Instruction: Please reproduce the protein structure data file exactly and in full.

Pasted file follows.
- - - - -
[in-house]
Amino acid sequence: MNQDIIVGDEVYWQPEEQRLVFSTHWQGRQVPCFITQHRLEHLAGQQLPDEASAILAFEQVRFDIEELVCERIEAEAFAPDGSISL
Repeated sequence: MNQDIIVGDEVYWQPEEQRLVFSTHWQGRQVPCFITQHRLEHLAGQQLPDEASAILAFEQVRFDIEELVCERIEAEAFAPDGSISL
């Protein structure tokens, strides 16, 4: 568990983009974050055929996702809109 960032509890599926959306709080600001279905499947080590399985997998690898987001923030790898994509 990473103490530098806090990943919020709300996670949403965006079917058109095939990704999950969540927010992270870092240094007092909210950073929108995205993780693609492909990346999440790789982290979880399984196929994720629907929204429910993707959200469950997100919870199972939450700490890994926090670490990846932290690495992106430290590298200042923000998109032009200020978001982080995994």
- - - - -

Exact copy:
[in-house]
Amino acid sequence: MNQDIIVGDEVYWQPEEQRLVFSTHWQGRQVPCFITQHRLEHLAGQQLPDEASAILAFEQVRFDIEELVCERIEAEAFAPDGSISL
Repeated sequence: MNQDIIVGDEVYWQPEEQRLVFSTHWQGRQVPCFITQHRLEHLAGQQLPDEASAILAFEQVRFDIEELVCERIEAEAFAPDGSISL
């Protein structure tokens, strides 16, 4: 568990983009974050055929996702809109 960032509890599926959306709080600001279905499947080590399985997998690898987001923030790898994509 990473103490530098806090990943919020709300996670949403965006079917058109095939990704999950969540927010992270870092240094007092909210950073929108995205993780693609492909990346999440790789982290979880399984196929994720629907929204429910993707959200469950997100919870199972939450700490890994926090670490990846932290690495992106430290590298200042923000998109032009200020978001982080995994």